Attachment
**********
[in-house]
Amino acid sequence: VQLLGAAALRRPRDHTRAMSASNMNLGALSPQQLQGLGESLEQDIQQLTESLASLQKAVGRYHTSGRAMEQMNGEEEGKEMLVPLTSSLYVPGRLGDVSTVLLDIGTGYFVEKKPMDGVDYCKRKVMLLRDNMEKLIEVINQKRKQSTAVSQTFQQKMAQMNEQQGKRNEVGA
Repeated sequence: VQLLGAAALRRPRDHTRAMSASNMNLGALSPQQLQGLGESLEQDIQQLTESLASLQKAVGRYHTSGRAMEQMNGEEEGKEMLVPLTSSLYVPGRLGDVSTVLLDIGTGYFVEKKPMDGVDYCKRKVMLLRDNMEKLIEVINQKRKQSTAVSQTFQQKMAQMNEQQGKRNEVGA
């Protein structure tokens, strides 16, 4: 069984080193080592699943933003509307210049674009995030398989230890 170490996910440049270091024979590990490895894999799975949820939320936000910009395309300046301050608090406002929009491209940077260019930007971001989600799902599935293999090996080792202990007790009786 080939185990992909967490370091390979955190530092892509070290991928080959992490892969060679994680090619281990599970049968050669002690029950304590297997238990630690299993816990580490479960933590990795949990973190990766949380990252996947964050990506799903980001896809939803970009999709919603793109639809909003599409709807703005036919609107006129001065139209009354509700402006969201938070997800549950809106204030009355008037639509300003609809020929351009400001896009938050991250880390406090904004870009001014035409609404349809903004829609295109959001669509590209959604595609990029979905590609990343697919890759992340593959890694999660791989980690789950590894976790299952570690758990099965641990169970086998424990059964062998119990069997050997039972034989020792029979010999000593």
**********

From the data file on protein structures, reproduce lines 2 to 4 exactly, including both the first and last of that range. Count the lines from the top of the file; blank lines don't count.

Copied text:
Amino acid sequence: VQLLGAAALRRPRDHTRAMSASNMNLGALSPQQLQGLGESLEQDIQQLTESLASLQKAVGRYHTSGRAMEQMNGEEEGKEMLVPLTSSLYVPGRLGDVSTVLLDIGTGYFVEKKPMDGVDYCKRKVMLLRDNMEKLIEVINQKRKQSTAVSQTFQQKMAQMNEQQGKRNEVGA
Repeated sequence: VQLLGAAALRRPRDHTRAMSASNMNLGALSPQQLQGLGESLEQDIQQLTESLASLQKAVGRYHTSGRAMEQMNGEEEGKEMLVPLTSSLYVPGRLGDVSTVLLDIGTGYFVEKKPMDGVDYCKRKVMLLRDNMEKLIEVINQKRKQSTAVSQTFQQKMAQMNEQQGKRNEVGA
């Protein structure tokens, strides 16, 4: 069984080193080592699943933003509307210049674009995030398989230890 170490996910440049270091024979590990490895894999799975949820939320936000910009395309300046301050608090406002929009491209940077260019930007971001989600799902599935293999090996080792202990007790009786 080939185990992909967490370091390979955190530092892509070290991928080959992490892969060679994680090619281990599970049968050669002690029950304590297997238990630690299993816990580490479960933590990795949990973190990766949380990252996947964050990506799903980001896809939803970009999709919603793109639809909003599409709807703005036919609107006129001065139209009354509700402006969201938070997800549950809106204030009355008037639509300003609809020929351009400001896009938050991250880390406090904004870009001014035409609404349809903004829609295109959001669509590209959604595609990029979905590609990343697919890759992340593959890694999660791989980690789950590894976790299952570690758990099965641990169970086998424990059964062998119990069997050997039972034989020792029979010999000593």